World Sleep Day

Friday 18th March 2022

Today is World Sleep Day! World Sleep Day is an annual event that aims to celebrate the benefits of a good and healthy night’s sleep, to draw attention to the issues of sleep problems, and to promote the prevention and management of sleep disorders. The slogan for World Sleep Day 2022 is Quality Sleep, Sound Mind, Happy World. 

WHY IS SLEEP IMPORTANT?

It is believed that sleep problems impact 45% of the world’s population.

When we sleep well, we feel refreshed and alert for our daily activities. Sleep can affect how we look, feel, and perform and significantly impact our overall quality of life.

Everyone has experienced fatigue, a short temper, and a lack of focus that follow a poor night’s sleep. An occasional night of poor sleep will make you feel these effects and be tired and irritable the next day, but it won’t harm your health. However, continued lack of sleep makes the impact far more severe.

If your sleep is cut short, the body doesn’t have time to complete all the phases needed for muscle repair, memory consolidation, and the release of hormones regulating growth and appetite. We wake up less motivated and less prepared to concentrate, make decisions, or engage fully in work and social activities. You start to feel down and may also fall asleep during the day. Your risk of injury and accidents at home, work, and behind the wheel also increases. Lack of sleep can also affect your overall health and make you more prone to serious medical problems such as obesity, heart disease, high blood pressure, and diabetes.


TIPS FOR A GOOD NIGHT’S SLEEP

Both quantity and quality are essential to get the most out of our sleep. The average adult needs between seven to nine hours of uninterrupted sleep to leave their bodies and minds rejuvenated for the next day.

Sleep at regular times

A regular bedtime will help you wind down and prepare for bed, so the brain and your internal body clock get used to a set routine. Waking up at the same time every day also helps. You should work out what time you need to wake up in the morning and work backwards to identify an appropriate bedtime to allow at least seven hours of sleep.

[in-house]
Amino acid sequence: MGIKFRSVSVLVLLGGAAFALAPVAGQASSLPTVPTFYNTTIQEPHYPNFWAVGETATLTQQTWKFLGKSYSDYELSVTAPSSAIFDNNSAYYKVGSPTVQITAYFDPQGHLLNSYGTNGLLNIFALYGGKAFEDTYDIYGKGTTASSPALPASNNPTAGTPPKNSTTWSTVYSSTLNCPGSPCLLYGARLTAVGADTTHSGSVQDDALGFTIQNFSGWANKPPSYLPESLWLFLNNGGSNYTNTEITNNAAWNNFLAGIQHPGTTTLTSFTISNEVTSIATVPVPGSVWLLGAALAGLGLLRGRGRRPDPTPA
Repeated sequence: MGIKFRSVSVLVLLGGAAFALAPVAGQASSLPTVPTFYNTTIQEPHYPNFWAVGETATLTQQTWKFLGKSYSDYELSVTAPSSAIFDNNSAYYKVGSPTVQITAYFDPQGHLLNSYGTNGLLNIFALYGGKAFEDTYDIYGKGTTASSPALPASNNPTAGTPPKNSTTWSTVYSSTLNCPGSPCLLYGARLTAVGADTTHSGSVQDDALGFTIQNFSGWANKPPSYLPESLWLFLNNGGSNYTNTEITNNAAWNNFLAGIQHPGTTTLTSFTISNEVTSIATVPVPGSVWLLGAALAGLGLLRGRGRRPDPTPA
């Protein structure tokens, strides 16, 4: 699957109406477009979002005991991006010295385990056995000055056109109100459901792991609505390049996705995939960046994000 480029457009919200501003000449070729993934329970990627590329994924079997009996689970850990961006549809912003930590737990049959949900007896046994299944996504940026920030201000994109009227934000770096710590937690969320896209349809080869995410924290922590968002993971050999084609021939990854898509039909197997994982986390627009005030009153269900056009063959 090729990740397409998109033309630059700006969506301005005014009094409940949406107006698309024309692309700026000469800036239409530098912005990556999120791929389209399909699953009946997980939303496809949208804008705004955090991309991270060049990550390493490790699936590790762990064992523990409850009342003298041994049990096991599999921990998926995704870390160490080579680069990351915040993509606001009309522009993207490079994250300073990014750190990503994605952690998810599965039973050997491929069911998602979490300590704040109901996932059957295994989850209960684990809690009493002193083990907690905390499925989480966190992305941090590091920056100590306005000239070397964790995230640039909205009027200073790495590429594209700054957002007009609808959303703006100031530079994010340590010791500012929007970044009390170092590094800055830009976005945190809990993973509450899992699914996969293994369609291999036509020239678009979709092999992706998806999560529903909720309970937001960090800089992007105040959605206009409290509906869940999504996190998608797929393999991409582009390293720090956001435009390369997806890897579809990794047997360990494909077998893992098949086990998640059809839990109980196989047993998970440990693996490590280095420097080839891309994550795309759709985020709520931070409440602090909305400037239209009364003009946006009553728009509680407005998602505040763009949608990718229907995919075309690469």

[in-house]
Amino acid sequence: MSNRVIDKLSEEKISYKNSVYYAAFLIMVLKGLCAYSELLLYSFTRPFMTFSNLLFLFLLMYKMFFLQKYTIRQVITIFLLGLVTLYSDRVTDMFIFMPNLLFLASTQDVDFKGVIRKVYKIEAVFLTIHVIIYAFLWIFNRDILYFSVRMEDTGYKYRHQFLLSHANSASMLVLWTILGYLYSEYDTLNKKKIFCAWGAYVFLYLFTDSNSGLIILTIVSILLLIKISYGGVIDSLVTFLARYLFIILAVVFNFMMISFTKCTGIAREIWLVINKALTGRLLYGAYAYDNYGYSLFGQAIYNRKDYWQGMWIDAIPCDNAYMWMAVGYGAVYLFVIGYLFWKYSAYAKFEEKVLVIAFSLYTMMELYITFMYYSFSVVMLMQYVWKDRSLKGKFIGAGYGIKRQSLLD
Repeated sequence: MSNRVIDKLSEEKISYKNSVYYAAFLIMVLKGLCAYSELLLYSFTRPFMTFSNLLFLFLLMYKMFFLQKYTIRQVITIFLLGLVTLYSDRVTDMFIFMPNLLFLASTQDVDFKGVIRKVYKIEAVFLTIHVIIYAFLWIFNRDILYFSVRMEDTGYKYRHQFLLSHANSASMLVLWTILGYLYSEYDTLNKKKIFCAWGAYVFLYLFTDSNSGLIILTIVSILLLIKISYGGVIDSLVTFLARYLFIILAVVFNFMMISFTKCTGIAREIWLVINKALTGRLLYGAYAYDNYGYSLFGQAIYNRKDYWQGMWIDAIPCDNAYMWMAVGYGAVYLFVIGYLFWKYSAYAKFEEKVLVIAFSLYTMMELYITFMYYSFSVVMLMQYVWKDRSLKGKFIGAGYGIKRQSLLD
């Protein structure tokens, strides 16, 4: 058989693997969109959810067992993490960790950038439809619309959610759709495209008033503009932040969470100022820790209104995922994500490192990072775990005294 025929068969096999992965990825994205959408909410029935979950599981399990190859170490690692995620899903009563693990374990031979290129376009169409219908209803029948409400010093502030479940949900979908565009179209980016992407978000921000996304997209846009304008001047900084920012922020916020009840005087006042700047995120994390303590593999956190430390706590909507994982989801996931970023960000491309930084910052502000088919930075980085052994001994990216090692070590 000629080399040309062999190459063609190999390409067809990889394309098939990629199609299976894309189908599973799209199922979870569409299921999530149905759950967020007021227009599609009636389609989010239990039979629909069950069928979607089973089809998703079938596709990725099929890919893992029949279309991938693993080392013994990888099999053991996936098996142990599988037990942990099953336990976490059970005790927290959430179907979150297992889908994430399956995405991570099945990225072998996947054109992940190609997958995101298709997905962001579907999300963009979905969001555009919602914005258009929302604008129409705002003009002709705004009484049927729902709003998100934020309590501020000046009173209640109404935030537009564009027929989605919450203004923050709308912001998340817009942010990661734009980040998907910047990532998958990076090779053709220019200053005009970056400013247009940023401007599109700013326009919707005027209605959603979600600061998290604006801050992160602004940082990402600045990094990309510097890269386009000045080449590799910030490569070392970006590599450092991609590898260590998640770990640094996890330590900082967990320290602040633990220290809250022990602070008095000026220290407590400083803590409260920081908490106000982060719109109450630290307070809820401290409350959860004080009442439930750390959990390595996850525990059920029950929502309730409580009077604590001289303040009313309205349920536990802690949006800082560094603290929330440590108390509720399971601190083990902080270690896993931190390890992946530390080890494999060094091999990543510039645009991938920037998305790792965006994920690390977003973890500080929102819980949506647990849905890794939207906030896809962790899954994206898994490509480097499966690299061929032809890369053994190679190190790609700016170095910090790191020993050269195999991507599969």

Wind down before bed

Don’t do anything that stimulates your mind before going to bed. Try a warm bath or some relaxation exercises such as yoga. If you have things to remember, write them down to avoid worrying about them overnight. Reading a book or listening to music can also help with relaxation. Electronic gadgets should not be used before sleep or to read as the light they emit can disrupt a good night’s sleep.

Don’t drink caffeinated drinks before bed

Caffeine is a stimulant that has a disruptive effect on your sleep. Caffeine can stay in your system for up to six hours; therefore, it is recommended that you do not drink caffeine before going to bed, aim to consume your last caffeinated drink around the same time as your evening meal.

Make your bedroom sleep-friendly

Keep your bedroom for sleep only – so no TVs or other electronic gadgets. The bedroom should be kept dark and quiet and at a comfortable temperature. Investing in heavy curtains or black-out blinds, or even a sleep mask will keep out the light. Earplugs may be helpful to stop any noise. You should make sure that your mattress is comfortable.

Keep a sleep diary

A sleep diary could uncover lifestyle habits or daily activities contributing to your sleeplessness. A sleep diary can also reveal underlying conditions that explain your sleeplessness, such as stress and medication.


WHAT TO DO IF YOU ARE WORRIED ABOUT YOUR SLEEP

Contact your GP in the first instance. A sleep diary would help them diagnose your sleep problems and could help save time if you have already filled one in. Your GP may refer you to a sleep specialist.


AM I TOO SLEEPY?

Test if you are too sleepy by filling in the questionnaire below. A score of more than nine means that you are sleepier than you should be. A score of 16 or more is abnormally tired. If you are scoring more than 16, you should contact your GP.

How likely are you to doze off or fall asleep in the following situations compared to feeling just tired?

Even if you haven’t encountered some of the situations recently, try to work out how they would have affected you.

Use the following scale to choose the most appropriate number for each situation:
0 = Would never doze
1 = Slight chance of dozing
2= Moderate chance of dozing
3= High chance of dozing

If you are a clinician and looking to learn more about the range of sleep services we can offer here at Baywater Healthcare, please visit www.baywater.co.uk/clinicians-commissioners/our-therapies/sleep. If you would like to enquire, call us on 0845 6020776 or email sales@baywater.co.uk